Alan Jones is not a man; he’s a force of nature. Cyclone Alan has been written off as a spent force many times, but he keeps spinning, wreaking havoc and destroying anyone who stands in his way.

He’s got energy, persistence, hide and an ego as big as the Sydney Harbour Bridge. No other broadcaster can match his track record of elevating stories into scandals, amplifying his listeners’ anxieties and nagging decision makers until he gets his way. Jones is not just a radio host — he’s a self-appointed ombudsman on a mission to right society’s wrongs.

On air he rants and raves; off air he pesters politicians and important decision makers with endless correspondence. And it works — from badgering the NSW government into covering medical expenses for a tourist injured on a Sydney train to forcing Coca-Cola to pay compensation for a man who was shot while servicing a vending machine. Senior NSW Labor figures have told The Power Index that Jones played a key role in exposing serious problems in the south-west Sydney health service during the Carr era and that he was an “invaluable” source of advice during the 2008 equine flu outbreak.

“He’s a lot more than a shock jock,” says a former NSW Labor premier. “He plays the role of an MP except he’s on the radio every morning.”

Jones refuses to let politicians set the agenda, and is not afraid to tackle topics that seem to have little appeal to his big-city listeners. Throughout this year he has waged a ferocious campaign against coal seam gas companies forcing farmers off their land — an issue Labor and the Liberals had put in the too-hard basket. Jones’ countless pleas for politicians to oppose the “r-ping” of prime agricultural land paid off in August when Tony Abbott told him that he would back farmers’ rights to deny miners access to their properties.

But Jones’ status as the undisputed king of talkback is under threat for the first time in a decade. His heir apparent, Ray Hadley, now has a bigger audience share and has outdone him of late in setting the national agenda. His age is beginning to show. He can still make a splash, but he’s not the titan he once was.

“Jones is getting older and there are days when he isn’t on top of the newspapers and newscycle,” says a well-placed 2GB insider. “Sometimes you’ll see that he doesn’t really pick up news until a day or two after it has broken.”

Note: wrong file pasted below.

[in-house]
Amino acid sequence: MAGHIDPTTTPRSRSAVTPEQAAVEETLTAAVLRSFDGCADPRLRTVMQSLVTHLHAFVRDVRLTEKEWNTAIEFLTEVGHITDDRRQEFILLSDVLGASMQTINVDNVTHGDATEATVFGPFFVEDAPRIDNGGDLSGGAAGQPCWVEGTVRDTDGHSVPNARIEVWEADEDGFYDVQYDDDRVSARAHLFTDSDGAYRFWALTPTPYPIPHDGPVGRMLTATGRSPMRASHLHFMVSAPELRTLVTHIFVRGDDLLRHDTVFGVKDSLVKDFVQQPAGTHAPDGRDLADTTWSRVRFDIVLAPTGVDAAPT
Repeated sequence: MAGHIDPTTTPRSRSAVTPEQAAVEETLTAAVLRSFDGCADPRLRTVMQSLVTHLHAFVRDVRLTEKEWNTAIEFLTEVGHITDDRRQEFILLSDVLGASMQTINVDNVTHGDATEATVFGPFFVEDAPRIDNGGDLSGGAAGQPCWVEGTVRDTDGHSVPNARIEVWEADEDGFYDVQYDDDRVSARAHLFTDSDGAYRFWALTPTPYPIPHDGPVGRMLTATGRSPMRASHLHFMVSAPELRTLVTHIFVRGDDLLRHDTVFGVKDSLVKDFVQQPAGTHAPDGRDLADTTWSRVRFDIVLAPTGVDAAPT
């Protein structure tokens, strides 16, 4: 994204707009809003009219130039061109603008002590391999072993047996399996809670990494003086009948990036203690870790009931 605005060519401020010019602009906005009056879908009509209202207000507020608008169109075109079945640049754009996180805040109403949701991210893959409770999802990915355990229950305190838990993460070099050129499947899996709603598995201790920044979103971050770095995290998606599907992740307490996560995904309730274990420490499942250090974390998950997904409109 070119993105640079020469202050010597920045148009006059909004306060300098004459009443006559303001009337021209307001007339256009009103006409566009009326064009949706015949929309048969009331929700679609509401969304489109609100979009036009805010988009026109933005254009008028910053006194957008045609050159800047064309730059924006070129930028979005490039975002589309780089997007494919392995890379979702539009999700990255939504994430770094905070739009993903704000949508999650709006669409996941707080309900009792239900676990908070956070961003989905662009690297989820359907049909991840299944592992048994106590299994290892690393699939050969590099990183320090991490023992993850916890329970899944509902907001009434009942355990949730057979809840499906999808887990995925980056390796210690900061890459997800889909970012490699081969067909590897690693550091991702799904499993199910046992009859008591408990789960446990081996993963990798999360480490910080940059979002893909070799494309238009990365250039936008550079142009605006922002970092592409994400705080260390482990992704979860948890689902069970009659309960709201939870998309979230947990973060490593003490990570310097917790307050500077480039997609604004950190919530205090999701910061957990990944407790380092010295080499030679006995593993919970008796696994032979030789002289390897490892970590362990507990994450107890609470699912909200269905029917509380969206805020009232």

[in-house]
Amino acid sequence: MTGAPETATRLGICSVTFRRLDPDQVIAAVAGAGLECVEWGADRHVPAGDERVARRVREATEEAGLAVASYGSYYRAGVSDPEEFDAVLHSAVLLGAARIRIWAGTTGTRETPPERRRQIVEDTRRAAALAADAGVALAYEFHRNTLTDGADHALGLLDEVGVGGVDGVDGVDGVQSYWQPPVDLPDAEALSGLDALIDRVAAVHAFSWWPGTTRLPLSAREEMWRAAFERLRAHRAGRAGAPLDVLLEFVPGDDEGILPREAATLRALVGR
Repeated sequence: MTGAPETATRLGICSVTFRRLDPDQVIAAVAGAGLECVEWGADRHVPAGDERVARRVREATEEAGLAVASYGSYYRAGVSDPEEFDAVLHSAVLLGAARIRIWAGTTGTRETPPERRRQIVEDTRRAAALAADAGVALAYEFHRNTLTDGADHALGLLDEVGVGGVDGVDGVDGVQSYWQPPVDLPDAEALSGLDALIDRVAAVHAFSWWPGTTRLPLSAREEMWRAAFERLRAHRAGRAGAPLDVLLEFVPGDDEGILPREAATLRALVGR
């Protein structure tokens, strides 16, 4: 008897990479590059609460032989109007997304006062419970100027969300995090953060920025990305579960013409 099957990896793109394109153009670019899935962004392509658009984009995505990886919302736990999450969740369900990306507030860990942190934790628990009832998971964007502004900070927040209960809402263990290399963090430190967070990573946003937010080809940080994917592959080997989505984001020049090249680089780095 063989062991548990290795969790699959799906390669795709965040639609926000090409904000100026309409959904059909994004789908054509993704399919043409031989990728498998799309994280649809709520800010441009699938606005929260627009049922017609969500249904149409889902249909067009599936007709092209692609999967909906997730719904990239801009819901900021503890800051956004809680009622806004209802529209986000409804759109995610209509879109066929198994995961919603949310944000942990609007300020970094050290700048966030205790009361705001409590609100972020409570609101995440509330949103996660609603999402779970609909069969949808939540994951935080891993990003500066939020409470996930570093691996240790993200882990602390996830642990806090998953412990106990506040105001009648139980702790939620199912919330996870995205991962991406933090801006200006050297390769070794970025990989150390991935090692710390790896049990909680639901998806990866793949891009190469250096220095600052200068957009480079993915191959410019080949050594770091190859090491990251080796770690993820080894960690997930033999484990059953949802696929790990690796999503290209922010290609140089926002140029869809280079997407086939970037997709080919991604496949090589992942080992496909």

Nor has he ever been able to shift votes en masse. His ferocious campaign against NSW Premier Bob Carr in the lead-up to the 2003 election went nowhere; ditto his anti-Morris Iemma and Kevin Rudd crusades in 2007. Jones speaks to a rusted-on audience that is older and more conservative than the Australian average. You can’t listen to him for long unless you agree with him. In late 2010 he ran an online poll that found 98.7% of his listeners didn’t want a carbon tax (the latest Newspoll shows support for the carbon tax at 36%).

Nevertheless, his ratings remain astronomical: half a million Sydneysiders tune into his 2GB breakfast show every week and his total audience grows to 900,000 when you factor in regional syndication.

“I think he is a champion of the voiceless of society,” News Limited columnist Piers Akerman tells The Power Index. “He has fulfilled the role that many people on the Left have tried to claim for their folk heroes. He actually bats for the battlers.”

Jones’ biographer Chris Masters isn’t sold: “He believes his show is real democracy, electronic democracy. I think that’s a joke. His friends are the elite and a lot of powerbroking is done on their behalf. It’s a very ugly power.”

Jones is Jeckyll and he’s Hyde. He will move mountains for his favourites, but he’s ruthless if you dare cross him.

“He can make you feel like the most interesting person in the world,” says a 2GB colleague, “but he can turn on you in an instant.”

*Read the full profile at The Power Index

Peter Fray

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Peter Fray
Editor-in-chief of Crikey